Science is fun, and for everyone

By Lucy Hawkes (@DrLucyHawkes), University of Exeter


Lucy Hawkes soapbox blog post 3I am delighted to be joining the Soapbox Science Team for 2015! I love my research and I love sharing it with the public – and if I can inspire some future scientists to fall in love with biology then I’ll have done my job well! I also hope to show that being a scientist takes a wide range of really different skills, creative ways of thinking using different approaches and that having a different viewpoint to other people is actually really valuable!


Lucy Hawkes soapbox blog post 2I’m a biologist with a passion for animals that migrate. Having studied for a degree in Marine Biology at Plymouth University, I went to the USA where I ran my own sea turtle nesting project (sea turtles come onto land and to lay their eggs on sandy beaches in hot countries) and started attaching tracking devices to the turtles to work out where they went between times that we saw them. No-one really knew where these endangered animals went and it’s hard to protect something if you don’t know where it is. Most of the turtles were making long trips up to New York after nesting but others stayed closer to home all year. I then started tracking the same species of turtles in West Africa and found even more strange patterns – some turtles feeding off crunchy crabs and lobsters on the sea bed (which is “normal”), but others appeared to think they were extras in ‘Finding Nemo’ – whizzing round and round in the open ocean. There’s a really important story for conservation in this – you can’t protect one piece of ocean and expect it to be sufficient to protect a whole population. I then worked for the WWF for a year in the Caribbean, before I switched to working with birds, because they make the best and most astonishing migrations of any animal group. I’m still very much learning new things all the time.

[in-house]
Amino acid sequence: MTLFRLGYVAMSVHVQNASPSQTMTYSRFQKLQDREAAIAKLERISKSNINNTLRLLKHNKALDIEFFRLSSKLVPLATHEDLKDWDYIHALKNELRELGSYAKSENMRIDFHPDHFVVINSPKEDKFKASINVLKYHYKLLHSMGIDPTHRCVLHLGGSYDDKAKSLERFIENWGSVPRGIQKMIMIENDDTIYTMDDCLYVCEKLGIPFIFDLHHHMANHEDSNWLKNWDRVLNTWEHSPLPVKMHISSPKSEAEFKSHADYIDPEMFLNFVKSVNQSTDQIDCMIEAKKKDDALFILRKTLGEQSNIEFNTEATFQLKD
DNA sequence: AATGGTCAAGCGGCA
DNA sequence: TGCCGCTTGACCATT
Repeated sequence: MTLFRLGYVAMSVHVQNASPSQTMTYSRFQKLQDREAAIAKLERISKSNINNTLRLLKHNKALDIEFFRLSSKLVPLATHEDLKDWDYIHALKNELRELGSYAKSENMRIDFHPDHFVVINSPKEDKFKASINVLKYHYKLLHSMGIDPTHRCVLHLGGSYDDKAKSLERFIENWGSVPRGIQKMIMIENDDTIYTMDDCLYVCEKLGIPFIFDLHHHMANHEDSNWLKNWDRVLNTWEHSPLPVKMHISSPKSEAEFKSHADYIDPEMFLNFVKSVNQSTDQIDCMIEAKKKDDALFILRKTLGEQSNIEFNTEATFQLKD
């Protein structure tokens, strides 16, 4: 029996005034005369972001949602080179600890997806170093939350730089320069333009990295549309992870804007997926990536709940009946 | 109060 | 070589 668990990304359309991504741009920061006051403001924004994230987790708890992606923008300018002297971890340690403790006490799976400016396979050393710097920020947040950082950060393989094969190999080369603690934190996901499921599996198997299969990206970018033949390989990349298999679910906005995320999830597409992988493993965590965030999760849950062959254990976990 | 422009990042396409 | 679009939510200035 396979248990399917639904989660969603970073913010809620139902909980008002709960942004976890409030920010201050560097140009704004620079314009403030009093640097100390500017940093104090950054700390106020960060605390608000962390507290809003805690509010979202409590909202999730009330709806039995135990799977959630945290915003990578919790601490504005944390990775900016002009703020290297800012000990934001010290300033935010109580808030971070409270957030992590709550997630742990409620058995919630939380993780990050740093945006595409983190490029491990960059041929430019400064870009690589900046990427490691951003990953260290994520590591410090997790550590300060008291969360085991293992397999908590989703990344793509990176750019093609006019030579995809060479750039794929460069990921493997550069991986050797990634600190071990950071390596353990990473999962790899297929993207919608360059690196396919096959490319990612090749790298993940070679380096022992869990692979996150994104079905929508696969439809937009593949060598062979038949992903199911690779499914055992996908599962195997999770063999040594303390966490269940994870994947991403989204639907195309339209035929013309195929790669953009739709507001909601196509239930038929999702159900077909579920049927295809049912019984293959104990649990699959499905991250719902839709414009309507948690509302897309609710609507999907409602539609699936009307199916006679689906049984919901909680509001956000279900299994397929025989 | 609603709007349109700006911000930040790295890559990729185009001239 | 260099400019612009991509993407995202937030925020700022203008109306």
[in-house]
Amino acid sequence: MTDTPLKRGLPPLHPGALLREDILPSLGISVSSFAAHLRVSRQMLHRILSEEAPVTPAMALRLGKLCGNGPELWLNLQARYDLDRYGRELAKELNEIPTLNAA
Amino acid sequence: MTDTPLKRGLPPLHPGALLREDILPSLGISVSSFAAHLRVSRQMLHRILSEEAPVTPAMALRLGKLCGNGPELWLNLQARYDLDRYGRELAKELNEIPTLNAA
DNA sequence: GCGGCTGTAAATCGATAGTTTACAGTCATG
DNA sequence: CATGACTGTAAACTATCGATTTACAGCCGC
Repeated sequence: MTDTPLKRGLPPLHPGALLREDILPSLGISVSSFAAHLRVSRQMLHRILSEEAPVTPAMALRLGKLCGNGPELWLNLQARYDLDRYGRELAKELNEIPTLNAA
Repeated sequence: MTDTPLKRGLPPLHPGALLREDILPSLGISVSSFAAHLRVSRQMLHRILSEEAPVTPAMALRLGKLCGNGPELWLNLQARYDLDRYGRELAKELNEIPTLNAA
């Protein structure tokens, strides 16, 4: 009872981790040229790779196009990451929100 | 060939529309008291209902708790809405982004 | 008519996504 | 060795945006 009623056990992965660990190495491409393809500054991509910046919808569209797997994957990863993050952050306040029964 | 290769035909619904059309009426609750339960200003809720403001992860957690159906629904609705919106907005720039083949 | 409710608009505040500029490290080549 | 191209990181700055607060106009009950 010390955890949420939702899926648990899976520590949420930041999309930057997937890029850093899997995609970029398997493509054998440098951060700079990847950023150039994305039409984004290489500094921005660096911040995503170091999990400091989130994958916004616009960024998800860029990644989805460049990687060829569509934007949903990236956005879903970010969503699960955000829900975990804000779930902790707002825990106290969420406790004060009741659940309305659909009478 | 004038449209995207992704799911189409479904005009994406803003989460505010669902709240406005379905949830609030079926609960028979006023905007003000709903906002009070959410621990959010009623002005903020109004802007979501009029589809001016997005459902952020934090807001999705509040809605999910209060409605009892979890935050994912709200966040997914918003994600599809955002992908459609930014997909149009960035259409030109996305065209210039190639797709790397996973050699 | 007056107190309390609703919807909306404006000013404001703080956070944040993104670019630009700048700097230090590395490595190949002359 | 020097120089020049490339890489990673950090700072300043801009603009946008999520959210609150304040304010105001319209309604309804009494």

Lucy Hawkes soapbox blog post 1I’m really lucky because I work on something that truly fascinates me. When I see amazing wild animals, more often than not it’s not through binoculars, instead I’m up to my armpits in water or mud trying to catch them, measure them and get a tag on. I’ve cuddled wild geese, been slapped by a sea turtle and nearly been sunk by a basking shark. And even more excitingly, I’ve discovered migration routes used by entire populations of animals that were previously unknown. The first ever animal to be satellite tracked was a basking shark (the 2nd largest fish in the sea), back in 1982, when researchers attached a 60 cm long, heavy electronic tag to a shark that they then followed remotely for 17 days, for the first time ever giving scientists a view into the shark’s private life. Since then, tags have become much smaller and the electronic chips more efficient and I have been able to use some of the most innovative and exciting technology out there. Our research team has tracked the migrations of American and African turtles for the first time, individual Caribbean hawksbill turtles for a record (almost) four years, high altitude geese making the world’s fastest climb over the Himalayas onto the Tibetan Plateau and the migrations of huge basking sharks south to Portugal for the winter. We’re still figuring out why all these different animals do what they do but it fascinates me.


At Soapbox Science 2015, I want to foster the attitude that science is fun and that science is for everyone. I recently read that: ‘soapboxing’ is “a hard but nevertheless necessary process in the development of revolutionary leaders”. While I don’t propose to lead much more than my own research group and my next expedition to the wilds of Mongolia in search of the world’s most amazing goose (!), if on my soapbox I could lead a part in a revolution in the acceptance, employment and empowerment of the best female minds in the country then I’d be delighted. See you at Soapbox Science 2015!

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